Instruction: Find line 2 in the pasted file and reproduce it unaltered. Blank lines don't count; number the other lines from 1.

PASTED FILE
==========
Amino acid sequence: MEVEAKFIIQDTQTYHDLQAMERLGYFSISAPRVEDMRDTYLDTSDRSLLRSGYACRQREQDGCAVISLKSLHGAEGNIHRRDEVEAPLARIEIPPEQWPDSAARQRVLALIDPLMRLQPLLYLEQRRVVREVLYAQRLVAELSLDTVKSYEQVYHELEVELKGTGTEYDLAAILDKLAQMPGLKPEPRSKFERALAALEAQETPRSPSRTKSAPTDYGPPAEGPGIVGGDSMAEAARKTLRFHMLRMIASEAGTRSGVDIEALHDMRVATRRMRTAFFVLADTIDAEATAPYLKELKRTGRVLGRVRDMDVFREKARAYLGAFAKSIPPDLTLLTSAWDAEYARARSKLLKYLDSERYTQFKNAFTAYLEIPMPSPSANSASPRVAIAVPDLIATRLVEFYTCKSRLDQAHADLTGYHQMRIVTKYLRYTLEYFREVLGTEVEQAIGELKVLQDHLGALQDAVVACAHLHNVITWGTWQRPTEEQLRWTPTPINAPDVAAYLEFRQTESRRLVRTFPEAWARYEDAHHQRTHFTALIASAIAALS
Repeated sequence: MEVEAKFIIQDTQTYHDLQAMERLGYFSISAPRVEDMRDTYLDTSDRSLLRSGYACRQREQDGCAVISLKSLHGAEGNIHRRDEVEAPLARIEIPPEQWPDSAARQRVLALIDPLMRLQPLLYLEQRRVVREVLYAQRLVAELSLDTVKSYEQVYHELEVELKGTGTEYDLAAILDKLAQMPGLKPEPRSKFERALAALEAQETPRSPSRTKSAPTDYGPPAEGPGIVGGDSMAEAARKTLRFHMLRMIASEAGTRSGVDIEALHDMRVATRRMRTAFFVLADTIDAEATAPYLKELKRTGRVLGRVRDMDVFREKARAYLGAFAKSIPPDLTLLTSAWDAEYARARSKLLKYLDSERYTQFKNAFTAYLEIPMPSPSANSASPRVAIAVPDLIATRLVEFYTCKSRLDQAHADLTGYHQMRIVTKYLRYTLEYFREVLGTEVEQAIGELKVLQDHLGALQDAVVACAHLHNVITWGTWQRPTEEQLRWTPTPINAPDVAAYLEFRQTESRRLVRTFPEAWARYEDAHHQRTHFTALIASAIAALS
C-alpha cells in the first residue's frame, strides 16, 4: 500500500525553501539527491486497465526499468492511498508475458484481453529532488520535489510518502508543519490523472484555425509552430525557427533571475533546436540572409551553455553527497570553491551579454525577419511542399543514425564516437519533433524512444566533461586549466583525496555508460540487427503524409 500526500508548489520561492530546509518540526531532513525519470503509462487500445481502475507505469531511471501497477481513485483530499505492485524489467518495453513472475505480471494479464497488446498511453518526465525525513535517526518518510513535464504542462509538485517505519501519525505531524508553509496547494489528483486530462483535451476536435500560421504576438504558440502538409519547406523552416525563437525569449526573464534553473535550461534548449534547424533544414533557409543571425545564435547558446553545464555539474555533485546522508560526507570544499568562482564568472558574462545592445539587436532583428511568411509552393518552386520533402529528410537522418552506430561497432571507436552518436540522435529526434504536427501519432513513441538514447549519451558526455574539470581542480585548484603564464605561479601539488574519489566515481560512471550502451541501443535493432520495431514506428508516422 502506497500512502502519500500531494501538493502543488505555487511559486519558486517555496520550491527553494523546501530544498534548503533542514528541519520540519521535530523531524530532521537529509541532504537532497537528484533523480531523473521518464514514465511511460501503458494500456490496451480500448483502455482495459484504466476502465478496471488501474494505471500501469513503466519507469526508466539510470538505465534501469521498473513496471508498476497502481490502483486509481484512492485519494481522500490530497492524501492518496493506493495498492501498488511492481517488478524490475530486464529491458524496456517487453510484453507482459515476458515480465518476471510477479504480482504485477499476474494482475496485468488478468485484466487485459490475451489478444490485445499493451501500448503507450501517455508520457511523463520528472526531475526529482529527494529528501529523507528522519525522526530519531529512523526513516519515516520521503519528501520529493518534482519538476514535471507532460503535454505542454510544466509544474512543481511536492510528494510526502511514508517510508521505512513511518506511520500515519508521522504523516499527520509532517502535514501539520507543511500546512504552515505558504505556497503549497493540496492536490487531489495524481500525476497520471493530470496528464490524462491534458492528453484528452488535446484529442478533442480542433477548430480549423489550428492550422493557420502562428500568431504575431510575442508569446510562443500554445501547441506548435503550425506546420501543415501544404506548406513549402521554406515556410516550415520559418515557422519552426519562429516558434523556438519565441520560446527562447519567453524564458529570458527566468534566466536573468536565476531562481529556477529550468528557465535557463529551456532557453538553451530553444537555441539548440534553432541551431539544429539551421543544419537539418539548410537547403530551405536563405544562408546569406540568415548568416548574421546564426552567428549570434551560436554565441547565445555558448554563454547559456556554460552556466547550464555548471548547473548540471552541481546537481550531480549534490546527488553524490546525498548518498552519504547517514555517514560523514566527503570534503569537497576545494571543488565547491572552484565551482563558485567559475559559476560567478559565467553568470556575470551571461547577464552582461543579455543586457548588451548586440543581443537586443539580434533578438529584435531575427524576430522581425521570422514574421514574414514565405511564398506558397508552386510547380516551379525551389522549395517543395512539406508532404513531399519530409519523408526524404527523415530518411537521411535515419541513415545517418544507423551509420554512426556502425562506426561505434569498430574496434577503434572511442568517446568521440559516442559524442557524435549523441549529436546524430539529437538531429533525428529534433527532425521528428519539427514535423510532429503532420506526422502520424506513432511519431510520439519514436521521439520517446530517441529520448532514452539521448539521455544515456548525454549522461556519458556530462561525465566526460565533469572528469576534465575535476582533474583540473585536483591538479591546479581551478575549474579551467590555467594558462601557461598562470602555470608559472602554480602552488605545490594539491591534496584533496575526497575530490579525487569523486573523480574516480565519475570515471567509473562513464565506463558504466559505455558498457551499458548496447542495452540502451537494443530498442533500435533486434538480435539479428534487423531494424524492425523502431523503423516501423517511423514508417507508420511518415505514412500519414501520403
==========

Repeated sequence: MEVEAKFIIQDTQTYHDLQAMERLGYFSISAPRVEDMRDTYLDTSDRSLLRSGYACRQREQDGCAVISLKSLHGAEGNIHRRDEVEAPLARIEIPPEQWPDSAARQRVLALIDPLMRLQPLLYLEQRRVVREVLYAQRLVAELSLDTVKSYEQVYHELEVELKGTGTEYDLAAILDKLAQMPGLKPEPRSKFERALAALEAQETPRSPSRTKSAPTDYGPPAEGPGIVGGDSMAEAARKTLRFHMLRMIASEAGTRSGVDIEALHDMRVATRRMRTAFFVLADTIDAEATAPYLKELKRTGRVLGRVRDMDVFREKARAYLGAFAKSIPPDLTLLTSAWDAEYARARSKLLKYLDSERYTQFKNAFTAYLEIPMPSPSANSASPRVAIAVPDLIATRLVEFYTCKSRLDQAHADLTGYHQMRIVTKYLRYTLEYFREVLGTEVEQAIGELKVLQDHLGALQDAVVACAHLHNVITWGTWQRPTEEQLRWTPTPINAPDVAAYLEFRQTESRRLVRTFPEAWARYEDAHHQRTHFTALIASAIAALS